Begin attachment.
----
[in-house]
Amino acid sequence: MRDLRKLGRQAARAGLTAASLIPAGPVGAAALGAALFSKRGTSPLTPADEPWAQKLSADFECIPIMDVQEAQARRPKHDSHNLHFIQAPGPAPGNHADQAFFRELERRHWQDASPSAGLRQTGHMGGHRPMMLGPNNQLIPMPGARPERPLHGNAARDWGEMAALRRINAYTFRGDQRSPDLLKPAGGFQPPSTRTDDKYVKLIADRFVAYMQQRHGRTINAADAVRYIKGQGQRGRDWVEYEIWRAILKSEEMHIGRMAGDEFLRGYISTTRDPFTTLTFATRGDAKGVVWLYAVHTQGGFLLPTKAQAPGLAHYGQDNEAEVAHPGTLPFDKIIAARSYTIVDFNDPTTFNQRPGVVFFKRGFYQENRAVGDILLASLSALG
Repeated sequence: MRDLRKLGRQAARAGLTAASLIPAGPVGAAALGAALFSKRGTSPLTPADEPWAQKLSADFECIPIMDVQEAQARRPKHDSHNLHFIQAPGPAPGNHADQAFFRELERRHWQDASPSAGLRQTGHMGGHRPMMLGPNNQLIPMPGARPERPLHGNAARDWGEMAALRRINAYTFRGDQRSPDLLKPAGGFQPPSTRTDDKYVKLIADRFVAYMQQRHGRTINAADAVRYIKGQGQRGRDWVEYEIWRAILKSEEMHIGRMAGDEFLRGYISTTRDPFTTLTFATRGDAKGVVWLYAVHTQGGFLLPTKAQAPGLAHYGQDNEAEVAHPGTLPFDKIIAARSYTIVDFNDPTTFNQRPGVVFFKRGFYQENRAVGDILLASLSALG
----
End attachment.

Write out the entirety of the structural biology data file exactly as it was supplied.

[in-house]
Amino acid sequence: MRDLRKLGRQAARAGLTAASLIPAGPVGAAALGAALFSKRGTSPLTPADEPWAQKLSADFECIPIMDVQEAQARRPKHDSHNLHFIQAPGPAPGNHADQAFFRELERRHWQDASPSAGLRQTGHMGGHRPMMLGPNNQLIPMPGARPERPLHGNAARDWGEMAALRRINAYTFRGDQRSPDLLKPAGGFQPPSTRTDDKYVKLIADRFVAYMQQRHGRTINAADAVRYIKGQGQRGRDWVEYEIWRAILKSEEMHIGRMAGDEFLRGYISTTRDPFTTLTFATRGDAKGVVWLYAVHTQGGFLLPTKAQAPGLAHYGQDNEAEVAHPGTLPFDKIIAARSYTIVDFNDPTTFNQRPGVVFFKRGFYQENRAVGDILLASLSALG
Repeated sequence: MRDLRKLGRQAARAGLTAASLIPAGPVGAAALGAALFSKRGTSPLTPADEPWAQKLSADFECIPIMDVQEAQARRPKHDSHNLHFIQAPGPAPGNHADQAFFRELERRHWQDASPSAGLRQTGHMGGHRPMMLGPNNQLIPMPGARPERPLHGNAARDWGEMAALRRINAYTFRGDQRSPDLLKPAGGFQPPSTRTDDKYVKLIADRFVAYMQQRHGRTINAADAVRYIKGQGQRGRDWVEYEIWRAILKSEEMHIGRMAGDEFLRGYISTTRDPFTTLTFATRGDAKGVVWLYAVHTQGGFLLPTKAQAPGLAHYGQDNEAEVAHPGTLPFDKIIAARSYTIVDFNDPTTFNQRPGVVFFKRGFYQENRAVGDILLASLSALG